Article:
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Chinese firms make push into South Korea

By: Steve Toloken

April 16, 2013

SEOUL, SOUTH KOREA — China's plastics machinery industry is making a push into South Korea, one of Asia's largest markets, with the Chinese taking on a much bigger presence at Korea's national plastics exhibition and some reporting rapidly growing sales.

Officials of China's largest plastics equipment maker, Haitian International Holdings Ltd., for example, said in an interview at the recent Koplas fair in Seoul that the firm sold 150 presses in Korea last year, up from 90 in 2010, and it expects to top 200 this year.

Several of China's biggest injection molding machinery makers either made their first appearance at Korea's national Koplas show, held March 12-16, or had much larger booths than previous years, and said they were targeting the market.

It's a change for Koplas, which typically has attracted European, Japanese and American machinery suppliers, in addition to the domestic Korean ones. Those firms remained, but the rising Chinese presence, with each company putting several machines on the show floor, drew the attention of Korean competitors.

"Haitian's strategy to enter the Korean market is very aggressive," said Andrew Kim, a sales executive at Woojin Plaimm Inc., one of Korea's largest press makers. "Of course we are concerned about [the increased presence generally of Chinese firms] because their price is cheap. They are potentially big competitors."

Korea's market is technically sophisticated, driven by requirements from its multinationals in the consumer electronics and car industries, such as Samsung, LG, Hyundai and Kia.

While some executives wondered if the Korean expansion was motivated by a desire to find alternative markets as China's domestic economy slows, the Chinese said they were drawn by bargain-hunting among some Korean manufacturers and by a desire for a foothold in Korea's domestic market. Also, the Chinese said they hope they can boost sales at factories that are part of the global supply chain of Korea's conglomerates.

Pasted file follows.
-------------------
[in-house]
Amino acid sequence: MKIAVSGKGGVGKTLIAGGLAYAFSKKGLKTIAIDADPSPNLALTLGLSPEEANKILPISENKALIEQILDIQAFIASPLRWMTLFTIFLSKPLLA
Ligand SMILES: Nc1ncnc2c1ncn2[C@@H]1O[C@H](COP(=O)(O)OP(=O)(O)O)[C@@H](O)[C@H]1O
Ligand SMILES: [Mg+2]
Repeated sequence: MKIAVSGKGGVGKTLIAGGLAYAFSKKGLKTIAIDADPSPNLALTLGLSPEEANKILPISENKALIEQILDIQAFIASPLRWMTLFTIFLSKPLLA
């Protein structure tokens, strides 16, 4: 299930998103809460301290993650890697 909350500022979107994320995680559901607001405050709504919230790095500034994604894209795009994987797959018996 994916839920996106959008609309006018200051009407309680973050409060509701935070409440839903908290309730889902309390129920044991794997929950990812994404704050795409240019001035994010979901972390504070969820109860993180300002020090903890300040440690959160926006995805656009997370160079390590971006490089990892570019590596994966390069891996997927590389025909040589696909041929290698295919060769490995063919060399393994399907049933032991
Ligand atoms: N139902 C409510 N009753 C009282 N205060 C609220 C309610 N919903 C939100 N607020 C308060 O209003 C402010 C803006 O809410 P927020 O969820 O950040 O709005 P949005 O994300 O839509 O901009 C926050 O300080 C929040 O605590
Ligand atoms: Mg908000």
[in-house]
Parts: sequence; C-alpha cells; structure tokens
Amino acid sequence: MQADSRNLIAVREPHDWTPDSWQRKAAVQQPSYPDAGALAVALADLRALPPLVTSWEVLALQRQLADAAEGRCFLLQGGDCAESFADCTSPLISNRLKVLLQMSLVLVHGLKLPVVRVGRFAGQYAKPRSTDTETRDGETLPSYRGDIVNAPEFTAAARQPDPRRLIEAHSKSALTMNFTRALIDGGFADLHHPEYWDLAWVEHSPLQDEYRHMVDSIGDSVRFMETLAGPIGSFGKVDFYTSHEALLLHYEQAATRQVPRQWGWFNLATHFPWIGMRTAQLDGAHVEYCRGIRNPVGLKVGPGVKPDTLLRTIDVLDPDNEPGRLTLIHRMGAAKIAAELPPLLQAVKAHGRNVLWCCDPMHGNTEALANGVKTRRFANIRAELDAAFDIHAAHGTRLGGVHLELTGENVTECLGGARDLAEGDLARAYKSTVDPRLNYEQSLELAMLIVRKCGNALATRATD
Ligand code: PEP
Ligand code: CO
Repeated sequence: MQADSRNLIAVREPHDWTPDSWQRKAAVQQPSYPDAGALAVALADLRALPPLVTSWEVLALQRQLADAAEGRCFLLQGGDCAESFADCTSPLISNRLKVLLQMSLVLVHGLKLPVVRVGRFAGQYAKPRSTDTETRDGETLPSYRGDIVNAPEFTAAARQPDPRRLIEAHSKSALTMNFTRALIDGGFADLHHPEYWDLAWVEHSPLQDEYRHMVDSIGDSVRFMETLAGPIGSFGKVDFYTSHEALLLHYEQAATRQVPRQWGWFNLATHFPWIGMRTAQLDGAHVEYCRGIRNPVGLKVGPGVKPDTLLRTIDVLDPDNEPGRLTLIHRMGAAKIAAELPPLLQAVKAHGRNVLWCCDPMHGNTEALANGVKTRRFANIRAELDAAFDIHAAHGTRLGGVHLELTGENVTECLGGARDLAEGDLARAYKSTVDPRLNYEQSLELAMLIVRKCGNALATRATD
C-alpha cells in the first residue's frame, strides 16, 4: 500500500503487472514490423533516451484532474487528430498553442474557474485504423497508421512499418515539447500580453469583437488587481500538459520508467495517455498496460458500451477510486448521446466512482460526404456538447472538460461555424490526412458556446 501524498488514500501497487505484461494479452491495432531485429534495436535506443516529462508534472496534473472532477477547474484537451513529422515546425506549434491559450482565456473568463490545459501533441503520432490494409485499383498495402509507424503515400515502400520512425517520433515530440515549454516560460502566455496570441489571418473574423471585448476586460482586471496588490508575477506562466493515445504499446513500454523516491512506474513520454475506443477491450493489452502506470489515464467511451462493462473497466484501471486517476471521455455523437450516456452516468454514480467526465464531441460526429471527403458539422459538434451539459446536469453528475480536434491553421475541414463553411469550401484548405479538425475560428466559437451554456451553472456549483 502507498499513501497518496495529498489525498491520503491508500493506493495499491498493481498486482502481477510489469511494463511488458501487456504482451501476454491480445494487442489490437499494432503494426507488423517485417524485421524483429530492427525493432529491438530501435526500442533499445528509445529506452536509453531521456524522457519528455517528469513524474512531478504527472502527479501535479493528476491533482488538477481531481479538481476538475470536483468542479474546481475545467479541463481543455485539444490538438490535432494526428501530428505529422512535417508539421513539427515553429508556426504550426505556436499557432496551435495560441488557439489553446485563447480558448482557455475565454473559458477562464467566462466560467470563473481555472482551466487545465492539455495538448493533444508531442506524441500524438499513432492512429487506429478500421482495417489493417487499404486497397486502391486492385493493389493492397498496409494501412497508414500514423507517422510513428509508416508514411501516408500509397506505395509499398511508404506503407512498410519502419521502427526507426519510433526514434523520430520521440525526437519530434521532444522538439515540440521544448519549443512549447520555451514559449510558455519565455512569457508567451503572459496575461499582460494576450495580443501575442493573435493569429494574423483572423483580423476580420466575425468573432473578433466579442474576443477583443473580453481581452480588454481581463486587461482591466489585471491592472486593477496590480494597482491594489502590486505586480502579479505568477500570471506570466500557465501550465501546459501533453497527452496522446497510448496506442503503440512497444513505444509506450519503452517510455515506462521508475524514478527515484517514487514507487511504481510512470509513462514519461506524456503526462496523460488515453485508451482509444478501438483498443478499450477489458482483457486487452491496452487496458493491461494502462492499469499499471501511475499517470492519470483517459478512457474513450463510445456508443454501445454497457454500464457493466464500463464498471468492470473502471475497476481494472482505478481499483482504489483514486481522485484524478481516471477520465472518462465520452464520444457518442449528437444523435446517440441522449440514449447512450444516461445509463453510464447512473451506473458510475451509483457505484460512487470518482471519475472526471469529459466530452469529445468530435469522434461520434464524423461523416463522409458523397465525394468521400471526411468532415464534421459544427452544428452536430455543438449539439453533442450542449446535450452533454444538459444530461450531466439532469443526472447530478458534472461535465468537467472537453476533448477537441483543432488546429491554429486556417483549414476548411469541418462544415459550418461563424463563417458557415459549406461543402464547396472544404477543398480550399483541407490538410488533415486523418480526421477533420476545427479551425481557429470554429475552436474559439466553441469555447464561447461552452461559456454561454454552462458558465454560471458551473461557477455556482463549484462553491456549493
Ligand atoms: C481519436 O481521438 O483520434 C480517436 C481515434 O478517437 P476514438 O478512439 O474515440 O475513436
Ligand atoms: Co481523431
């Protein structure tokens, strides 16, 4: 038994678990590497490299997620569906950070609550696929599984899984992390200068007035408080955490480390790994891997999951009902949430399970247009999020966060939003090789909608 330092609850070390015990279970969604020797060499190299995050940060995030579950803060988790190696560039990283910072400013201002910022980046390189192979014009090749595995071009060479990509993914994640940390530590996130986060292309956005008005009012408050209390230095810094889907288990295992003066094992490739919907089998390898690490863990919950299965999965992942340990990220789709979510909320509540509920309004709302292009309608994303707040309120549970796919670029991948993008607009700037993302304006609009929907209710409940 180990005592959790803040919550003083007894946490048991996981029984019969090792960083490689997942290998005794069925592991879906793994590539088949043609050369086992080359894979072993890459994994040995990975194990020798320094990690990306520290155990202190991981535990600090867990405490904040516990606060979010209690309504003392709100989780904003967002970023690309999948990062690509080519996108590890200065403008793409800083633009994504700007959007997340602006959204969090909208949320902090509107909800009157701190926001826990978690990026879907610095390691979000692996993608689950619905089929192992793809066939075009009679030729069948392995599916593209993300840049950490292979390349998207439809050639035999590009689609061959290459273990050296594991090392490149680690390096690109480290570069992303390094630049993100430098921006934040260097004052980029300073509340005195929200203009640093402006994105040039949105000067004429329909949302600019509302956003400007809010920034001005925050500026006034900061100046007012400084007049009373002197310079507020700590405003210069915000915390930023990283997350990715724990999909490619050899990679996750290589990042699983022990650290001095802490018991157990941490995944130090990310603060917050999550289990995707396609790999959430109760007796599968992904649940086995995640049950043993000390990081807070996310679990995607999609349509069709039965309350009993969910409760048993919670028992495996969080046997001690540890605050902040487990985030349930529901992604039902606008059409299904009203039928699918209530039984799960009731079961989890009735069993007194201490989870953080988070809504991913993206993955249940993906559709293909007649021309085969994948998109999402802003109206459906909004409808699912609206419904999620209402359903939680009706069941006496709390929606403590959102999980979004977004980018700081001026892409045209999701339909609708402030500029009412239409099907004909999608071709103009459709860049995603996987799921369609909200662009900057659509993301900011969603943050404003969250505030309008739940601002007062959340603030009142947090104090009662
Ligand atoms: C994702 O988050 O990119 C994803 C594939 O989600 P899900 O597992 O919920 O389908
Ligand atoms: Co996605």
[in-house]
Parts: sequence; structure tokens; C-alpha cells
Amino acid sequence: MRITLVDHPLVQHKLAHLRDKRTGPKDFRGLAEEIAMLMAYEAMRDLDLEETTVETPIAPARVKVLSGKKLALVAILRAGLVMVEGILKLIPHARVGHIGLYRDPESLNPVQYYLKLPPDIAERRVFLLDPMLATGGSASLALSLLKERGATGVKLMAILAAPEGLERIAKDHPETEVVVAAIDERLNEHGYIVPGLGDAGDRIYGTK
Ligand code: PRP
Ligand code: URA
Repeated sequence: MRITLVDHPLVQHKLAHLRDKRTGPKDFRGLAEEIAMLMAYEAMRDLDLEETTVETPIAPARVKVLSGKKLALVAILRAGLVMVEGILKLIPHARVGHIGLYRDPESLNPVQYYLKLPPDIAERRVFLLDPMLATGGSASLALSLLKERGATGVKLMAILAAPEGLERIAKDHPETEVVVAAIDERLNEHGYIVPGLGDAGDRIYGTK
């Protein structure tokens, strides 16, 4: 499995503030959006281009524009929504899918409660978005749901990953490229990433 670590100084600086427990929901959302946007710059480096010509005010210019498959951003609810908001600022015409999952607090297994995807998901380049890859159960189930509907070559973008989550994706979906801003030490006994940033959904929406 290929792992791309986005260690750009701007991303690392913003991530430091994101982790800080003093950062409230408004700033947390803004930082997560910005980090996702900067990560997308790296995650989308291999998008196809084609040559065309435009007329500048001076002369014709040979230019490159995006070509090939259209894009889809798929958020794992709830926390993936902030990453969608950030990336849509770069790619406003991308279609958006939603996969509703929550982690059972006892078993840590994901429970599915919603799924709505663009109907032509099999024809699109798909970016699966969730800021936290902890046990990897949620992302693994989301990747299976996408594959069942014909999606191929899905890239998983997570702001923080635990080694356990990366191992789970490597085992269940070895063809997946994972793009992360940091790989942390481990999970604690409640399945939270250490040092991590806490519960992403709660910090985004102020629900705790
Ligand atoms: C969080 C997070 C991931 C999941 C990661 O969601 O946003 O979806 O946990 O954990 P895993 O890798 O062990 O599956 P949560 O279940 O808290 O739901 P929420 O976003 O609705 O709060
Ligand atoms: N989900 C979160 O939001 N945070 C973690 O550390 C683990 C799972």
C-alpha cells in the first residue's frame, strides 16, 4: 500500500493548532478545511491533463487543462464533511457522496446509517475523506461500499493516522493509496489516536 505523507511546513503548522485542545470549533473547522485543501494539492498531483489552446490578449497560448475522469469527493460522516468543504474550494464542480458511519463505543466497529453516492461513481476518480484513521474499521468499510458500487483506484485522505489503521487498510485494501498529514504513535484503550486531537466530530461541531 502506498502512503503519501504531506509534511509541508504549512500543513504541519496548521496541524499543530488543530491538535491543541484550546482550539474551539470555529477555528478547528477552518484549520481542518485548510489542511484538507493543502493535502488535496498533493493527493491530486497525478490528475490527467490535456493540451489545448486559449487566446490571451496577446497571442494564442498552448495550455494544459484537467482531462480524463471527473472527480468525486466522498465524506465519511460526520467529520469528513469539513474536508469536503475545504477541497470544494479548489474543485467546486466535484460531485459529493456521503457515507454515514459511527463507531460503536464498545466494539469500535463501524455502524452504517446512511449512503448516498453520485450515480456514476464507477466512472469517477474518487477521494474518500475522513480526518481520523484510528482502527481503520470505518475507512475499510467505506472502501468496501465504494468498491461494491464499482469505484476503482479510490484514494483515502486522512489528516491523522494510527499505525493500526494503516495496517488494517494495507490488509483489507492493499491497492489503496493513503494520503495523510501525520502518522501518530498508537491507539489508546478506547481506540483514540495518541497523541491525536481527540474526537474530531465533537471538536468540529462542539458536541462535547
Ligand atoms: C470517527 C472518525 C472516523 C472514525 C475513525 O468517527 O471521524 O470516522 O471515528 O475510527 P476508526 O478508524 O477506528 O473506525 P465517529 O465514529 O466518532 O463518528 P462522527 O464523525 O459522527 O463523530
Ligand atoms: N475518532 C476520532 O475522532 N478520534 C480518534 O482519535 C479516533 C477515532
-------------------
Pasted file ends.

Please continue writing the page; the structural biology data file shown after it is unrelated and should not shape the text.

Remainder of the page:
"We know this market is very big," said Kevin Wang, a regional sales manager for Hong Kong-based Cosmos Machinery Ltd., in an interview at the company's Koplas booth. "It's not only the local market, but also the Korean companies in other countries."

Outside of Haitian, Chinese efforts were just beginning, and it was hard to tell if they would succeed. Guangdong Yizumi Precision Machinery Co. Ltd. in Foshan, China, for example, last year got its machines certified to meet South Korea's safety standards, and signed a local agent.

"For Korea, the customer base has a high level of requirements, for quality, for features and for safety," said Michelle Chen, regional sales manager in the firm's global development department. Chen said safety was particularly important for Korean companies.

James Zhang, Yizumi's deputy general manager, said his company sees an opening in the market because Korean firms are looking for more cost-effective machinery, and he said Chinese quality is getting better.

Lainus Lee, president of Haitian Korea Co. Ltd., said Korean firms are changing their perceptions since he first started selling Chinese equipment in 2004.

"Many Korean customers have changed their minds," Lee said. "Before, 'Made in China' meant it was not good. Now, they've changed."

Another large South Korean press maker, LS Cable & System Ltd. of Anyang, said it has noticed more Chinese firms in the market.

Others in Korea said they did not see the Chinese as much of an issue for them, and said the Chinese would likely target lower-end molding like housewares.

Still, the Chinese were not the only ones expanding in Korea. Austria's Engel Holdings GmbH used the show to hold an opening ceremony for the doubling of capacity at its Pyeongtaek, South Korea, factory, an investment of 8 million euros ($10.4 million).